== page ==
Over the next couple of years BMT will hold a series of Digital Labs (remix events), funded as part of Arts Council England’s NPO programme, that will introduce audiences to the idea of accessing and creatively using our images, whether by community projects, schools, FE/HE, SMEs  or for individual use. BMT will also look to work with partners to encourage full access to images, particularly Wikipedia and Europeana.

Who do you think will benefit the most?

I think it will particularly benefit academics and researchers. I also hope that teachers will use the images in schools; that local community projects will find it a great resource for their work; and that creatives will be inspired to use them in things that they build and develop.

How will the policy work in practice?

Images will be released through the Asset Bank digital asset management system (DAMS) when we make it public-facing. At that point, people will be able to download and freely use all images in the public domain. We hope to make the first release of images via the DAMS in autumn 2018.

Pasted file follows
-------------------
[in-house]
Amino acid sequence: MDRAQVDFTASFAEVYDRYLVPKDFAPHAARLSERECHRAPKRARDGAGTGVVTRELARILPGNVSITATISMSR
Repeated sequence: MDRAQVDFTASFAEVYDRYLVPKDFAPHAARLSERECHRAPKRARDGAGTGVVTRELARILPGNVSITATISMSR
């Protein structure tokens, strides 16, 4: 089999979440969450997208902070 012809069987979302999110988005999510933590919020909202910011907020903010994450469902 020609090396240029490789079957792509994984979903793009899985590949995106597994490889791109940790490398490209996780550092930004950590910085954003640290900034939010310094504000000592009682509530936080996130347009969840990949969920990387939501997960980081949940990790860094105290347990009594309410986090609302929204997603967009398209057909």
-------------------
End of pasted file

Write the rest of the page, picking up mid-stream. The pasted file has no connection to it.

We have about 50,000 images and this number will grow. Over the next couple of years, we will be doing an increased amount of digitisation in preparation for moving objects out of Birmingham Museum & Art Gallery, prior to redevelopment of the building.

BMT will not release any images that are still in the copyright of the artist or maker, that have third-party copyright (e.g. trademarks) or are orphan works. We do not have the resources to undertake rights clearance.

What advice would you give to other museums considering open access?

It might be best to say come back in a year and answer that question! I would advise people who would like to do the same, but think it would be an impossibility at the museum they work for, to not give up. Find your case studies, identify the benefits, build your argument and look at ways that you might be able to minimise perceived risks. It may be difficult to create the change, but I think the first step is to make this an ongoing conversation rather than to accept that the answer is no.